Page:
Thank you again,
Now when a young cat develops vomiting, we have to appreciate that this is a sign that can be triggered by a range of issues. Since this is a mild intermittent and only recently started issue for her, we would need to consider the potential for hairballs (which can act as an intermittent stomach blockage in an otherwise well cat) but also consider low grade bacterial gastroenteritis, viral disease, pancreatitis, parasitic infections, dietary indiscretions, toxin and/or foreign material ingestion.
Now you have noted that she was still eating and drinking and didn't mention if she was the kind of kitty that would eat something she should not have. Therefore, hopefully we can put those last 2 concerns lower on our list at this stage. And in that case, we can try a bit of supportive care to reduce her current signs for her.
To start, you can consider treating her with a cat hairball treatment (ie Laxatone, Catalax etc). These will lubricate any hairballs or mild blockages in the stomach if present. Getting these to pass can stop signs for her. Otherwise, to address the nausea that wil be triggered the vomiting, you can consider treating her with an antacid. There are a range that are available over the counter and pet friendly. I would advise only treating with one, but the two I tend to recommend are Pepcid (More Info/Dose) or Zantac (More Info/Dose). This medication of course shouldn’t be given without consulting your vet if she does have any pre-existing conditions or is on any other medications. Ideally, it should be given about 30 minutes before food to ease her upset stomach.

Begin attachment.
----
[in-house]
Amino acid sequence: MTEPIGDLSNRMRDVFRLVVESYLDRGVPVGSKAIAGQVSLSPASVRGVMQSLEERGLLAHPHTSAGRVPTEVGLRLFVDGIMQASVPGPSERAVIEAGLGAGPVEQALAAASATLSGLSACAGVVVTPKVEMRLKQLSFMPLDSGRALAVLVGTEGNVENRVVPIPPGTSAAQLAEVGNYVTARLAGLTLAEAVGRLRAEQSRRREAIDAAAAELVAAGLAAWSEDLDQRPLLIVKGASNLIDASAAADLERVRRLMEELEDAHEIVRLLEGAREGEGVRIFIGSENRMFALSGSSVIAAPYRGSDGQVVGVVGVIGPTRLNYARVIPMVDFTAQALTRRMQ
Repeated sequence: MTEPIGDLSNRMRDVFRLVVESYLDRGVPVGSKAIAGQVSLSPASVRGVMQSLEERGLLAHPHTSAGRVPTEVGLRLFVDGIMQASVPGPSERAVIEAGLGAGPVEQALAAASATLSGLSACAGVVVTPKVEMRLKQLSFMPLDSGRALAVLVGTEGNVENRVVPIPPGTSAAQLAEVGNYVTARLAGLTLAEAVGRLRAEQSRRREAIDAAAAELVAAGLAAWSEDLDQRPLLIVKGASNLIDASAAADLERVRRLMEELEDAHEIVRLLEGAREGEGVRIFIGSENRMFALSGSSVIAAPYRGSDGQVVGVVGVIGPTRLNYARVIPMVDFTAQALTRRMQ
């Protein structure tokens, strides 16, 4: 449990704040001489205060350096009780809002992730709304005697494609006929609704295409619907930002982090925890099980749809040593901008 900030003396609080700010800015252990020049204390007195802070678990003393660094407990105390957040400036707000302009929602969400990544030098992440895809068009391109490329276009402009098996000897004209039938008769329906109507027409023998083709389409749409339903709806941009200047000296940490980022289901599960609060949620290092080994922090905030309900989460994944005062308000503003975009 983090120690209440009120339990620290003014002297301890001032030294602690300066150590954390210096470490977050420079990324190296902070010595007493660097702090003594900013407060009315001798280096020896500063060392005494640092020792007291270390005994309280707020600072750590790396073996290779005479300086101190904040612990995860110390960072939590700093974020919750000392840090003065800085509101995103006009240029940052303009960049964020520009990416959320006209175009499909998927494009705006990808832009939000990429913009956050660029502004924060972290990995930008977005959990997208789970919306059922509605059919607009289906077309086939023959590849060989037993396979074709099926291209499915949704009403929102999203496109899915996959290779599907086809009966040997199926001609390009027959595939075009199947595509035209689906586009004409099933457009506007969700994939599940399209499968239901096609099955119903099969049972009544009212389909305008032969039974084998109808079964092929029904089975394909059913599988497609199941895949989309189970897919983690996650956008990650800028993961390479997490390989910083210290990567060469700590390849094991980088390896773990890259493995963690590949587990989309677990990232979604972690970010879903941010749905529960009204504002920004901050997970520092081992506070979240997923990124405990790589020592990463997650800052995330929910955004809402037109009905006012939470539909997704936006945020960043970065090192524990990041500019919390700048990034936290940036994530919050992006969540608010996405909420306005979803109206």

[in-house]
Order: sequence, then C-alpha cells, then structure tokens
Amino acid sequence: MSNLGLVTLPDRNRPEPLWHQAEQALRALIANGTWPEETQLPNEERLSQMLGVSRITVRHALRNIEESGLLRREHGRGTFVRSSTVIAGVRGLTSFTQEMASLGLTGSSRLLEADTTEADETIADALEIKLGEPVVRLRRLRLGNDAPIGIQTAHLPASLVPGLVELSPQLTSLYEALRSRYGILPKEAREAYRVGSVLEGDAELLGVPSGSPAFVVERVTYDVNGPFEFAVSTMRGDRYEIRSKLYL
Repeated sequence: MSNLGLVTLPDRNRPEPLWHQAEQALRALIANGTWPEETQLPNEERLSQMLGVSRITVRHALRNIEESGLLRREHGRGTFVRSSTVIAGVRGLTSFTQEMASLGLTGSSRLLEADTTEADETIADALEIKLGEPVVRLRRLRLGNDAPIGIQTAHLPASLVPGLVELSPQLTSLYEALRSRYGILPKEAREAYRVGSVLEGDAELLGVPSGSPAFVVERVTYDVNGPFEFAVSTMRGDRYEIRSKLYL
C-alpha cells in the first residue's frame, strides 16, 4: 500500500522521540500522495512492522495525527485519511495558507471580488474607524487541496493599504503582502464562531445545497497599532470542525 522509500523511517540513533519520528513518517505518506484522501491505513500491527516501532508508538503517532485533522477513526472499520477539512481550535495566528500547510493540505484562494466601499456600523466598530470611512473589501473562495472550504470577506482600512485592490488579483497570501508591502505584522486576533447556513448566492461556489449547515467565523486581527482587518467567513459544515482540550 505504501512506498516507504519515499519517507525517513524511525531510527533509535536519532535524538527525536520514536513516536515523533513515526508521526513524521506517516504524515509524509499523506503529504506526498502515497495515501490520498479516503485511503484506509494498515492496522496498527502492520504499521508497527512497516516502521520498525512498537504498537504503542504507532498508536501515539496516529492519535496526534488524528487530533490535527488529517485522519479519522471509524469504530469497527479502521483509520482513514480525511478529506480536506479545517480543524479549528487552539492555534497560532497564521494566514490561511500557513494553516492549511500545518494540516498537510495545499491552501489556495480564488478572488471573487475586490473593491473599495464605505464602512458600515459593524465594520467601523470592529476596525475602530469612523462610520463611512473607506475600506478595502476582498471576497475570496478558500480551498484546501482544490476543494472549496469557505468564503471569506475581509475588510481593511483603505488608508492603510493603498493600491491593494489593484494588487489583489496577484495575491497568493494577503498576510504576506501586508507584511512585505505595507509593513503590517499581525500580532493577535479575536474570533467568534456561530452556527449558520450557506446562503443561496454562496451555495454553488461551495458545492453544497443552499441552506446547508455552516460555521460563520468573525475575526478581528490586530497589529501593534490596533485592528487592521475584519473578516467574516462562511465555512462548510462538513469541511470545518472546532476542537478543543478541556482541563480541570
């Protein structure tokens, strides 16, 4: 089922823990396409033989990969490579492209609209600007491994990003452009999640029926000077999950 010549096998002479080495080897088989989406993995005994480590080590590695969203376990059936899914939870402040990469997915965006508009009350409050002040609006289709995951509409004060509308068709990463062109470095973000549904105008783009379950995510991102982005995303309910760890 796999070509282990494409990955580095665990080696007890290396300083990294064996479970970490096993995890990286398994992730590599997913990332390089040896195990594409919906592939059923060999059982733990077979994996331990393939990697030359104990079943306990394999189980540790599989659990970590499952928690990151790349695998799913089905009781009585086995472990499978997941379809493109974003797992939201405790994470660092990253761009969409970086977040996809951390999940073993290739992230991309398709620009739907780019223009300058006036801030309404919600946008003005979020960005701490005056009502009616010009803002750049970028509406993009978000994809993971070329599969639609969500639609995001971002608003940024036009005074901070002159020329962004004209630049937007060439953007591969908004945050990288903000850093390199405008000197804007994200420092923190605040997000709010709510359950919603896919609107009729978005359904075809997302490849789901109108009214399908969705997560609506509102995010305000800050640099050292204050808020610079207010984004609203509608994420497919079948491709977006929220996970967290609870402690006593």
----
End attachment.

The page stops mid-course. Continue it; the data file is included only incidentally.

Further to this, we can find that light/easily digestible diets can reduce nausea and sickness in cats if they do have benign GI upset. Examples would include boiled chicken, boiled white fish, scrambled eggs (made with water and not milk),meat baby food (do avoid the ones with garlic powder in the ingredients) or there are also veterinary prescription diets that can be used here (ie Hill’s I/D or Royal Canin’s sensitivity.) When offering these, do start with a small amount. If she eats it and keeps it down for >30 minutes, then you can give her a bit more and so on. The advantage of light diets is that they are easier on the stomach so less likely to cause vomiting.
Overall, when a young cat has mild intermittent vomiting of this nature, there are a range of concerns. Therefore, to start, we'd want to rule out hairballs and address underlying nausea. As long as she stabilizes and we don't see any of the signs I asked about initially, then we'd be happy. But if you try the above over this week and do not see her settle, then infectious issues would be suspect. And at that stage, we'd want to consider following up with her vet at that point. They can assess her hydration, have a feel of her abdomen and just make sure there isn’t anything in that stomach that shouldn’t be. Depending on the findings, cover her with antibiotics, give strong any-nausea/vomiting medication by injection, and appetite stimulating drugs to get her back on track and back to normal.
I hope this information is helpful.
If you need any additional information, do not hesitate to ask!
All the best, Dr. B.